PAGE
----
Our historic environment is a source of inspiration and should be seen as integral to a place. It is vital to ensure that we have the necessary skills which will maintain our historic environment, so that Scotland's heritage can continue to be enjoyed for generations to come.
A great deal has been achieved for the historic environment by Historic Scotland and others through input into construction, maintenance, and the support of indigenous craft skills. This includes partnership support for the creation of the National Conservation Centre. This initiative will make an important contribution to sustaining and developing the traditional skills required to secure the future of our existing built assets.
There are many examples of Scotland's successes in incorporating the historic environment into new design. The combination of conservation skills and a deep understanding of place have been great strengths in Scottish architecture. This can be seen from the number of awards which have been won by 'heritage' or reuse projects. All of this contributes to championing the role the existing built environment has in creating and sustaining a sense of place.
The draft Historic Environment Strategy for Scotland, for the first time, sets out an overarching vision for the historic environment. The vision for Scotland's historic environment is that it is understood and valued, cared for and protected, enjoyed and enhanced. It is at the heart of a flourishing and sustainable Scotland and will be passed on with pride to benefit future generations.
Cultural institutions, art and architecture can be powerful tools to influence our sense of place. Art and placemaking can draw upon the physical and cultural history of places to reinforce identity and engender civic pride. Culture and creativity can be the means of enlivening places and attracting development of all kinds, resulting in positive, lasting change.
Culture-led regeneration can have a profound impact on the wellbeing of a community in terms of the physical look and feel of a place and can also attract visitors, which in turn can bolster the local economy and sense of pride or ownership.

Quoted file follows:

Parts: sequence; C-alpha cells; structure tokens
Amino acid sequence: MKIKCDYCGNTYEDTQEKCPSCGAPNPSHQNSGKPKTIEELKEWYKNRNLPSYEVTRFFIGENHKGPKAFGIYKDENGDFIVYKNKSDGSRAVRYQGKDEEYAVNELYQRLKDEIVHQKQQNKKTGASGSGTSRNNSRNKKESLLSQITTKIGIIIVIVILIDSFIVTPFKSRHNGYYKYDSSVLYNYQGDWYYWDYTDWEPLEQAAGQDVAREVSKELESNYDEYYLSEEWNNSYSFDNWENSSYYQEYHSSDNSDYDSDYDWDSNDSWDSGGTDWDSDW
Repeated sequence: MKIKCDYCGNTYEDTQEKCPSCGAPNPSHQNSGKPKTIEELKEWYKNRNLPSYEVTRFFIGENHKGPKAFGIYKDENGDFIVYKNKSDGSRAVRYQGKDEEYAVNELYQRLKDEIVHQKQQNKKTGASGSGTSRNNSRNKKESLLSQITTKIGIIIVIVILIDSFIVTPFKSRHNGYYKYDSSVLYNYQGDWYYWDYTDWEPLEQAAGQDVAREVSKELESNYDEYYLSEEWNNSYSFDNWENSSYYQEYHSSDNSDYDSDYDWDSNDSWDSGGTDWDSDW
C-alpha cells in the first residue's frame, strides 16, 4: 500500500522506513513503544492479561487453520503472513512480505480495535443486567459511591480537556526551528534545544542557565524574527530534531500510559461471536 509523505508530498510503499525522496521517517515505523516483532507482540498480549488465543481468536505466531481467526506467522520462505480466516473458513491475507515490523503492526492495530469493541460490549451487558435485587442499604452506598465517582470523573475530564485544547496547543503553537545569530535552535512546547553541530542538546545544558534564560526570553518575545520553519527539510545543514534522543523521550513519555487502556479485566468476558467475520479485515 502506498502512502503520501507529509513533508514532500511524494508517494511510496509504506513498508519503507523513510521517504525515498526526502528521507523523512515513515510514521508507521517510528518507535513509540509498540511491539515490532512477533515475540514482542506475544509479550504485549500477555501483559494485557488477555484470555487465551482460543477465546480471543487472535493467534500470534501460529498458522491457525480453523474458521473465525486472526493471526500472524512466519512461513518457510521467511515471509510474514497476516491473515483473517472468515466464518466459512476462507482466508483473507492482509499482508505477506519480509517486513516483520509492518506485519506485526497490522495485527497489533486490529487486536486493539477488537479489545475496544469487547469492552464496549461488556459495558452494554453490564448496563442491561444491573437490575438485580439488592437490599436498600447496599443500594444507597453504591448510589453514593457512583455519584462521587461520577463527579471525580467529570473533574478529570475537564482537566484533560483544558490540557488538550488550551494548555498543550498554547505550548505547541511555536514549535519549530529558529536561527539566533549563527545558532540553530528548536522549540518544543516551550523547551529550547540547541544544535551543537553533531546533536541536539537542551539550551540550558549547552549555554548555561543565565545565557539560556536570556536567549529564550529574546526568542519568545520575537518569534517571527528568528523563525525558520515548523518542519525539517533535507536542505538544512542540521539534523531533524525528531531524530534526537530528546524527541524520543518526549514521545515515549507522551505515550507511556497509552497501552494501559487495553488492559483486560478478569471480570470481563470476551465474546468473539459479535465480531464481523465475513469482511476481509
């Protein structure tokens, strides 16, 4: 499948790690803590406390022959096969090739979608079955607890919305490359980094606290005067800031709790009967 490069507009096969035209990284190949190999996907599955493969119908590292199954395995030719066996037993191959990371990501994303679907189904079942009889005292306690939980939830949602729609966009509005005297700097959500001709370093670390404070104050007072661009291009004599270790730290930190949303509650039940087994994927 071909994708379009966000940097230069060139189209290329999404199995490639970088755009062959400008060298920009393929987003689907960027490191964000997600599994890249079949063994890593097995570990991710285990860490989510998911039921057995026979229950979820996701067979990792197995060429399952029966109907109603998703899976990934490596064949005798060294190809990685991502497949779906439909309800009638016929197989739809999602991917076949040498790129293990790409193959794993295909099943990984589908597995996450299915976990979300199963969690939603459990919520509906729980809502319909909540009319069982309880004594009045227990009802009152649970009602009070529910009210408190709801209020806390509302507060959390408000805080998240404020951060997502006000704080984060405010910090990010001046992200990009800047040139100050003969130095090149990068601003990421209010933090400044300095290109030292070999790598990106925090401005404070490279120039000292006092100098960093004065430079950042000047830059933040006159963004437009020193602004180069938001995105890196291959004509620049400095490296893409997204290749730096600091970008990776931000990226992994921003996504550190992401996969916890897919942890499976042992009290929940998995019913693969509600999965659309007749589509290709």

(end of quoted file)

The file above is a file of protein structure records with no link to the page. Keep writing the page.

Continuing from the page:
Creative places are necessary if we want to attract and develop the creative talent of tomorrow. Taking a fresh perspective and encouraging new ways of working can enable Scotland to lead the way in developing a successful creative economy.
'Successful cities tend to be vibrant and cultural cities, which have a distinct quality of place, amenities, retail and cultural offerings to attract and retain talent, investment and visitors.'
Scotland's Cities: Delivering for Scotland The Scottish Government in collaboration with Aberdeen, Dundee, Edinburgh, Glasgow, Inverness and Stirling
Landscape shapes our impressions and experience of place and, if fully understood, managed and developed, provides numerous benefits including wellbeing, stimulation of our senses, biodiversity, and opportunities for economic development.
In 2006, the UK signed up to the European Landscape Convention, an initiative that highlights the importance of all landscapes and encourages more attention to their care and planning. The Convention states that looking after our landscapes is the responsibility of us all through the decisions we make and the actions we take.
This is not to say that we should aim to retain all landscapes in an unaltered state. Landscapes, by their very nature are constantly evolving and changing and this can be a change for good when well planned and correctly managed. The capacity of landscapes to accommodate new land uses and development will differ from place to place. Strategic land use planning and considered approaches to siting and design of development, which recognise landscape character and landscape capacity, will help to guide appropriate landscape change.
Landscape design is an integral component of placemaking. Well-designed landscapes can provide many benefits: safe, creative spaces for children to play and people to gather in; public space that promotes access to the outdoors; biodiversity and water management; the reduction of airborne particles; and improved micro-climate and space for local food production. These are all important issues that can be combined and delivered effectively through good landscape design.
'Green infrastructure should be thought about at every scale of planning, from the strategic framework right down through neighbourhoods and within streets to the individual house or flat.'
Green Infrastructure, Design and Placemaking
The Scottish Government 2012